The area where these developments are occurring is premium, waterfront real estate along the harbour on Oslofjord, and in the center of town. This leads to fundamental questions about how much of this area may be privatised, and how much will remain public space that may be enjoyed by a greater diversity of inhabitants. Interestingly, it is Bane Nor, the state-owned rail management company, that is eagerly planning to privatise the area for maximal profit. And while these decisions are playing out on a smaller scale in Moss, they are reflective of trends that are manifesting throughout Europe. Through Lucas’ performance we may be able to shed an alternate light upon the mechanisms of local democracy. His team will engage local inhabitants as a part of their research, which will then color the local manifestation of his European project. We are also discussing the prospect of producing a short documentary video, and extending the performance in the form of an interactive installation in public space.
"My biggest hope for Lucas’ project is that it will contribute to improving the quality of the discourse here in Moss."
It’s unhealthy right now and something needs to happen to make things more constructive. The way people communicate is very antagonistic, with people feeling as if they’ve not been heard, and are unaccepting of some of the decisions that have been made. There are also questions about whether there has been sufficient transparency, which is necessary for a healthy democracy.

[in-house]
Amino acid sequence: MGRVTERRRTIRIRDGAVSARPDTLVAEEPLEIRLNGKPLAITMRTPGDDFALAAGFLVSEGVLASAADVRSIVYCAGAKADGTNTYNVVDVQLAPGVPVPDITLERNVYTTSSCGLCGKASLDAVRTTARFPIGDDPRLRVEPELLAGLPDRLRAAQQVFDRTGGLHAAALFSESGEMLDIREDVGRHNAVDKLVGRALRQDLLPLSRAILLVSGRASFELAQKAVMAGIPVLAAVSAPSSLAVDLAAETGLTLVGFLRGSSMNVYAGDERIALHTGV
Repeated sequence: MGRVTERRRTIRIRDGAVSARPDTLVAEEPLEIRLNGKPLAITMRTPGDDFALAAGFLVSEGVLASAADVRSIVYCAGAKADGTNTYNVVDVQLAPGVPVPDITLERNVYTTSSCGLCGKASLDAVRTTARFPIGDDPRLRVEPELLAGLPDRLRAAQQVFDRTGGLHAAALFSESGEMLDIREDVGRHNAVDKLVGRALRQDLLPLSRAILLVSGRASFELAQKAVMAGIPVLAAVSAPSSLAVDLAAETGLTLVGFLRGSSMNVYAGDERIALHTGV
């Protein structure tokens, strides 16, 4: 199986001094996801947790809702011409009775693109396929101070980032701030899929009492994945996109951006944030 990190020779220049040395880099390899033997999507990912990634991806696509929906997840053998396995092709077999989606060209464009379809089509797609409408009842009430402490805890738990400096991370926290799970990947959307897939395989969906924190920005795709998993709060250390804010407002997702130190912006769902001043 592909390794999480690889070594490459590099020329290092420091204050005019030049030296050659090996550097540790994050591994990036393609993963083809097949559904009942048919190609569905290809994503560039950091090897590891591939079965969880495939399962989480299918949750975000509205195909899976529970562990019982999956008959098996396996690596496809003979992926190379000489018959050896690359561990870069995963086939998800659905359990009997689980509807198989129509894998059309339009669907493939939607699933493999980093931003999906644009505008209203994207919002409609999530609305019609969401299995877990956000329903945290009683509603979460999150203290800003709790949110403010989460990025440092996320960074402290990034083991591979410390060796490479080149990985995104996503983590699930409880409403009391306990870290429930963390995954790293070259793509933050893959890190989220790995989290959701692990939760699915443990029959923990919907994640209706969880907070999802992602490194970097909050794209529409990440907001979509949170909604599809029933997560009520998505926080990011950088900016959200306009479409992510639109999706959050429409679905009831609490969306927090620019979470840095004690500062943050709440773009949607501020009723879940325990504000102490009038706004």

Another factor that is important to acknowledge are the national and international developments that frequently influence or dictate the terms of local democracy. In our current neoliberal climate there are many humanistic values that are being sacrificed in the interest of profits. This is something that historically has been mitigated in Norway, but which is now breaking down. The deindustrialisation had a devastating impact upon the local economy and the local identity. So it is understandable that there is an eagerness to facilitate new developments. At the same time it is vital that these developments do not undermine the general equality that has characterised Norway since the industrial revolution. Trumpian populism hasn’t achieved a strong foothold here, but depending on what happens during the coming years, that could change as well.
Follow the creation process of the project on: www.insearchofdemocracy.com
Lucas de Man is the founder and artistic director of the Dutch Company New Heroes. He works as well as a (freelance) director, actor and concept developer and presents several art shows on Dutch national television. He is the Creative Leader of In Search of Democracy 3.0.
James Moore is curator-producer for Østfold kulturutvikling – Avd. Scenekunst, the Norwegian IN SITU partner. He has participated in the coproduction of Lucas de Man project and followed its artistic developments. He will welcome the project in Norway in 2020.